#ifdef _DIST_
   # include <cnc/dist_cnc.h>
   # include <cnc/cnc.h>

In "main", initialize an object CnC::dist_cnc_init< list-of-contexts > before anything else; parameters should be all context-types that you would like to be distributed. Context-types not listed in here will stay local. You may mix local and distributed contexts, but in most cases only one context is needed/used anyway.

   #ifdef _DIST_
       CnC::dist_cnc_init< my_context_type_1 //, my_context_type_2, ...
                         > _dinit;

Even though the communication between process is entirely handled by the CnC runtime, C++ doesn't allow automatic marshaling/serialization of arbitrary data-types. Hence, if and only if your items and/or tags are non-standard data types, the compiler will notify you about the need for serialization/marshaling capability. If you are using standard data types only then marshaling will be handled by CnC automatically.

Marshaling doesn't involve sending messages or alike, it only specifies how an object/variable is packed/unpacked into/from a buffer. Marshaling of structs/classes without pointers or virtual functions can easily be enabled using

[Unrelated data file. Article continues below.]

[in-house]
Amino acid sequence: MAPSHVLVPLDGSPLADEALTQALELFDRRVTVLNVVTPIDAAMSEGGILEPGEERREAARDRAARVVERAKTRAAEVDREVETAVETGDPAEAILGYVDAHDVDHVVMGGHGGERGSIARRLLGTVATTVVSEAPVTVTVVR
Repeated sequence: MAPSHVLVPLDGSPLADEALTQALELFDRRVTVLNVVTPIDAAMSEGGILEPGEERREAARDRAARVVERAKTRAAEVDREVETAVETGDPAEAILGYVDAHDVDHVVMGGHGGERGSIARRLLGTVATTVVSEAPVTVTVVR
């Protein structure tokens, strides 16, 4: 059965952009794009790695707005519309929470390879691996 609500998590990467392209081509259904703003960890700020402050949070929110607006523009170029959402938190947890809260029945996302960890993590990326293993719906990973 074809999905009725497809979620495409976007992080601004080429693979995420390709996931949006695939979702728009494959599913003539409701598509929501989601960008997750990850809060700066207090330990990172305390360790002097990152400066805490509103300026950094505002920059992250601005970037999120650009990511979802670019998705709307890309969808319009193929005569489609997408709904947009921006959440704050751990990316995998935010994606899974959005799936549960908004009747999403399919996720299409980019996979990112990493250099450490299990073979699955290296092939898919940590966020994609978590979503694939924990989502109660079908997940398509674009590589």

others need a "serialize" method or function. The CnC kit comes with an convenient interface for this which is similar to BOOST serialization. It is very simple to use and requires only one function/method for packing and unpacking. See Serialization for more details.

This is it! Your CnC program will now run on distributed memory!

Global variables are evil and must not be used within the execution scope of steps. Read Using global read-only data with distCnC about how CnC supports global read-only data. Apparently, pointers are nothing else than global variables and hence need special treatment in distCnC (see Serialization).
Even if your program runs on distributed memory, that does not necessarily imply that the trivial extension above will make it run fast. Please consult Tuning for distributed memory for the tuning options for distributed memory.